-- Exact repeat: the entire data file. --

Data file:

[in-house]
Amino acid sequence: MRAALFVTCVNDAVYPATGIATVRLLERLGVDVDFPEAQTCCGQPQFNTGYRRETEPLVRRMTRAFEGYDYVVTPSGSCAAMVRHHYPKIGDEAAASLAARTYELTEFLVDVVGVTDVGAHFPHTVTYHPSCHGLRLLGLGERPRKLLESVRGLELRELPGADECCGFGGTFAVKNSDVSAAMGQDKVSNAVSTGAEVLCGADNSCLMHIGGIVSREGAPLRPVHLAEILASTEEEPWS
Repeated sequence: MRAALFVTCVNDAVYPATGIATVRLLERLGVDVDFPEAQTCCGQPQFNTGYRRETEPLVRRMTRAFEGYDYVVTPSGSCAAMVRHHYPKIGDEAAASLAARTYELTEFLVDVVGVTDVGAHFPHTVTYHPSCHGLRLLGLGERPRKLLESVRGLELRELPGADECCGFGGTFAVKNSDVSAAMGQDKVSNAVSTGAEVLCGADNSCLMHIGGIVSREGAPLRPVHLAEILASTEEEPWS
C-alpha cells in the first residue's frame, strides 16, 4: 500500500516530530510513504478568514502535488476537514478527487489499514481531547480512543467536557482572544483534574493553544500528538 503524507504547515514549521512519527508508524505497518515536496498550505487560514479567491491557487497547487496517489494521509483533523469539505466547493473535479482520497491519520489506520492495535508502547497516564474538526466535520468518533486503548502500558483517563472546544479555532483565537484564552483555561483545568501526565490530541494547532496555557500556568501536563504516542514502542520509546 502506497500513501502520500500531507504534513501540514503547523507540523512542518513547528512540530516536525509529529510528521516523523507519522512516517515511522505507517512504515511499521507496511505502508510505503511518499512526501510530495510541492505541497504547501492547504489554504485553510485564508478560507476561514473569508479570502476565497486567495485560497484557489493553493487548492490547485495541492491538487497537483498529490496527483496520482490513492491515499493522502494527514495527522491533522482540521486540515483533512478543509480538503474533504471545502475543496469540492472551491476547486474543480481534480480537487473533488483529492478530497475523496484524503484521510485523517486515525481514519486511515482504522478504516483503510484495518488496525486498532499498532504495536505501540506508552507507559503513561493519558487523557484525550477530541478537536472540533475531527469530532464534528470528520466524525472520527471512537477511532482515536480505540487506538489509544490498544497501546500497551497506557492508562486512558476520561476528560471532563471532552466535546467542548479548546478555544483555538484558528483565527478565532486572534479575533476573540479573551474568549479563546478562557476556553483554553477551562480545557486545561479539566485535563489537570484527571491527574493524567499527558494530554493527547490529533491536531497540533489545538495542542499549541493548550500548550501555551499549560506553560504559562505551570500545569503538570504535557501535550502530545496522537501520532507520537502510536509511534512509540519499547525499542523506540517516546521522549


[in-house]
Amino acid sequence: MRAALFVTCVNDAVYPATGIATVRLLERLGVDVDFPEAQTCCGQPQFNTGYRRETEPLVRRMTRAFEGYDYVVTPSGSCAAMVRHHYPKIGDEAAASLAARTYELTEFLVDVVGVTDVGAHFPHTVTYHPSCHGLRLLGLGERPRKLLESVRGLELRELPGADECCGFGGTFAVKNSDVSAAMGQDKVSNAVSTGAEVLCGADNSCLMHIGGIVSREGAPLRPVHLAEILASTEEEPWS
Repeated sequence: MRAALFVTCVNDAVYPATGIATVRLLERLGVDVDFPEAQTCCGQPQFNTGYRRETEPLVRRMTRAFEGYDYVVTPSGSCAAMVRHHYPKIGDEAAASLAARTYELTEFLVDVVGVTDVGAHFPHTVTYHPSCHGLRLLGLGERPRKLLESVRGLELRELPGADECCGFGGTFAVKNSDVSAAMGQDKVSNAVSTGAEVLCGADNSCLMHIGGIVSREGAPLRPVHLAEILASTEEEPWS
C-alpha cells in the first residue's frame, strides 16, 4: 500500500516530530510513504478568514502535488476537514478527487489499514481531547480512543467536557482572544483534574493553544500528538 503524507504547515514549521512519527508508524505497518515536496498550505487560514479567491491557487497547487496517489494521509483533523469539505466547493473535479482520497491519520489506520492495535508502547497516564474538526466535520468518533486503548502500558483517563472546544479555532483565537484564552483555561483545568501526565490530541494547532496555557500556568501536563504516542514502542520509546 502506497500513501502520500500531507504534513501540514503547523507540523512542518513547528512540530516536525509529529510528521516523523507519522512516517515511522505507517512504515511499521507496511505502508510505503511518499512526501510530495510541492505541497504547501492547504489554504485553510485564508478560507476561514473569508479570502476565497486567495485560497484557489493553493487548492490547485495541492491538487497537483498529490496527483496520482490513492491515499493522502494527514495527522491533522482540521486540515483533512478543509480538503474533504471545502475543496469540492472551491476547486474543480481534480480537487473533488483529492478530497475523496484524503484521510485523517486515525481514519486511515482504522478504516483503510484495518488496525486498532499498532504495536505501540506508552507507559503513561493519558487523557484525550477530541478537536472540533475531527469530532464534528470528520466524525472520527471512537477511532482515536480505540487506538489509544490498544497501546500497551497506557492508562486512558476520561476528560471532563471532552466535546467542548479548546478555544483555538484558528483565527478565532486572534479575533476573540479573551474568549479563546478562557476556553483554553477551562480545557486545561479539566485535563489537570484527571491527574493524567499527558494530554493527547490529533491536531497540533489545538495542542499549541493548550500548550501555551499549560506553560504559562505551570500545569503538570504535557501535550502530545496522537501520532507520537502510536509511534512509540519499547525499542523506540517516546521522549